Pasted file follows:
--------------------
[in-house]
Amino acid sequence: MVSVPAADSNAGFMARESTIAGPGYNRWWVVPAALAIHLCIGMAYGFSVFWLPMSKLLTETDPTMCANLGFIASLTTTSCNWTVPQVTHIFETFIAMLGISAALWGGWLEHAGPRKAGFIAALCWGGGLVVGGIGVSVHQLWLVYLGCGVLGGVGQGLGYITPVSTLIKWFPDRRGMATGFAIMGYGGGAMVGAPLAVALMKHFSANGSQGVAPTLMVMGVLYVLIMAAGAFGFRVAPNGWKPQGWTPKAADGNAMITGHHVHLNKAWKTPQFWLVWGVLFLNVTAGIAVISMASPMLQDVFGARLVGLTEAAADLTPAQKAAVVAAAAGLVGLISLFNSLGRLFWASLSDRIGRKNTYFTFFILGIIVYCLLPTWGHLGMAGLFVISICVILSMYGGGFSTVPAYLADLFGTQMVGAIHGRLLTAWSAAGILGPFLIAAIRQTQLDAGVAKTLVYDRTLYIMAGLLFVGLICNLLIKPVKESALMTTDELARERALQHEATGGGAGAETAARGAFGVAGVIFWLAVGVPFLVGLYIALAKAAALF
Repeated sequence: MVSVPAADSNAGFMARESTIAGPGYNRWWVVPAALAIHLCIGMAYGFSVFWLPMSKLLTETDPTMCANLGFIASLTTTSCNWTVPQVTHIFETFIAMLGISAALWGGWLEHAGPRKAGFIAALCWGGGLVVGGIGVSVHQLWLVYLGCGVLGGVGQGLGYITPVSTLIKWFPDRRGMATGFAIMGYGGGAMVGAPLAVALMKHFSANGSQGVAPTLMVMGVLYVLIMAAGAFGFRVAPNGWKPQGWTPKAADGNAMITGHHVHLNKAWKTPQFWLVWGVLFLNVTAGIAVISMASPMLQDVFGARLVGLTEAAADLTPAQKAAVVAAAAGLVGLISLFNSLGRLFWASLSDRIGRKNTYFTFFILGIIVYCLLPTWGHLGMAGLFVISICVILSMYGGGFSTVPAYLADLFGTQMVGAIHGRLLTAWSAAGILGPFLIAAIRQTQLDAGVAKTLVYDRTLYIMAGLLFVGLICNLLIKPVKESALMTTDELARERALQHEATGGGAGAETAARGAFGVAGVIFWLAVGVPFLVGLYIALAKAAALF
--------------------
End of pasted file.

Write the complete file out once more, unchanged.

[in-house]
Amino acid sequence: MVSVPAADSNAGFMARESTIAGPGYNRWWVVPAALAIHLCIGMAYGFSVFWLPMSKLLTETDPTMCANLGFIASLTTTSCNWTVPQVTHIFETFIAMLGISAALWGGWLEHAGPRKAGFIAALCWGGGLVVGGIGVSVHQLWLVYLGCGVLGGVGQGLGYITPVSTLIKWFPDRRGMATGFAIMGYGGGAMVGAPLAVALMKHFSANGSQGVAPTLMVMGVLYVLIMAAGAFGFRVAPNGWKPQGWTPKAADGNAMITGHHVHLNKAWKTPQFWLVWGVLFLNVTAGIAVISMASPMLQDVFGARLVGLTEAAADLTPAQKAAVVAAAAGLVGLISLFNSLGRLFWASLSDRIGRKNTYFTFFILGIIVYCLLPTWGHLGMAGLFVISICVILSMYGGGFSTVPAYLADLFGTQMVGAIHGRLLTAWSAAGILGPFLIAAIRQTQLDAGVAKTLVYDRTLYIMAGLLFVGLICNLLIKPVKESALMTTDELARERALQHEATGGGAGAETAARGAFGVAGVIFWLAVGVPFLVGLYIALAKAAALF
Repeated sequence: MVSVPAADSNAGFMARESTIAGPGYNRWWVVPAALAIHLCIGMAYGFSVFWLPMSKLLTETDPTMCANLGFIASLTTTSCNWTVPQVTHIFETFIAMLGISAALWGGWLEHAGPRKAGFIAALCWGGGLVVGGIGVSVHQLWLVYLGCGVLGGVGQGLGYITPVSTLIKWFPDRRGMATGFAIMGYGGGAMVGAPLAVALMKHFSANGSQGVAPTLMVMGVLYVLIMAAGAFGFRVAPNGWKPQGWTPKAADGNAMITGHHVHLNKAWKTPQFWLVWGVLFLNVTAGIAVISMASPMLQDVFGARLVGLTEAAADLTPAQKAAVVAAAAGLVGLISLFNSLGRLFWASLSDRIGRKNTYFTFFILGIIVYCLLPTWGHLGMAGLFVISICVILSMYGGGFSTVPAYLADLFGTQMVGAIHGRLLTAWSAAGILGPFLIAAIRQTQLDAGVAKTLVYDRTLYIMAGLLFVGLICNLLIKPVKESALMTTDELARERALQHEATGGGAGAETAARGAFGVAGVIFWLAVGVPFLVGLYIALAKAAALF